more from Friedrich Schleiermacher

Single Idea 22028

[catalogued under 1. Philosophy / H. Continental Philosophy / 3. Hermeneutics]

Full Idea

We only gradually arrive at the knowledge of the inner unity via the understanding of individual utterances, and therefore the art of explication is also presupposed if the inner unity is to be found....The task is infinite, and can never be accomplished.

Gist of Idea

Unity emerges from understanding particulars, so understanding is prior to seeing unity


Friedrich Schleiermacher (works [1825], p.235), quoted by Terry Pinkard - German Philosophy 1760-1860 06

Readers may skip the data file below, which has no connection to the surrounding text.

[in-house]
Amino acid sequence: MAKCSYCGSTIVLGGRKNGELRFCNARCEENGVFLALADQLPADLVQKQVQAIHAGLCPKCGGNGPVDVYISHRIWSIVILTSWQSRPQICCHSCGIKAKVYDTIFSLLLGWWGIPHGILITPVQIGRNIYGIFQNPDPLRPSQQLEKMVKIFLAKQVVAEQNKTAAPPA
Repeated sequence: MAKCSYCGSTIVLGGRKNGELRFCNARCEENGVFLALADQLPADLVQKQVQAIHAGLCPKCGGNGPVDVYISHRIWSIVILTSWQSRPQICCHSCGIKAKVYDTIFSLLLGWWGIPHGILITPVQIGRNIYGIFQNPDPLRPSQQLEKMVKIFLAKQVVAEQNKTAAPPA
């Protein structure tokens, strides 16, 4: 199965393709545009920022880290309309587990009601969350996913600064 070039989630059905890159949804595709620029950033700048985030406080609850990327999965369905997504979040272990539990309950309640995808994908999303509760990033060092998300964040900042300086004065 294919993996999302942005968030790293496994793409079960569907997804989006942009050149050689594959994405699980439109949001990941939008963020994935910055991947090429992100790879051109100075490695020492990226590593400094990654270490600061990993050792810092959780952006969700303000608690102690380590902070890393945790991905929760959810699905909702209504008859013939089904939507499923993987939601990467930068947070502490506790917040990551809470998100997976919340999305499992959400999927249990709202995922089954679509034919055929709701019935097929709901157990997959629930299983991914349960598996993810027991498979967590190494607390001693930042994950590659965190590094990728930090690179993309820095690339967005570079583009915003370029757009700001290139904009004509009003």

Book Reference

Pinkard,Terry: 'German Philosophy 1760-1860' [CUP 2002], p.156

A Reaction

[p.235 in ed Bowie 1998] This is the first statement of the hermeneutic circle, which needs whole to grasp parts, and parts to grasp whole. Personally I think the dangers of circles in philosophy are greatly exaggerated.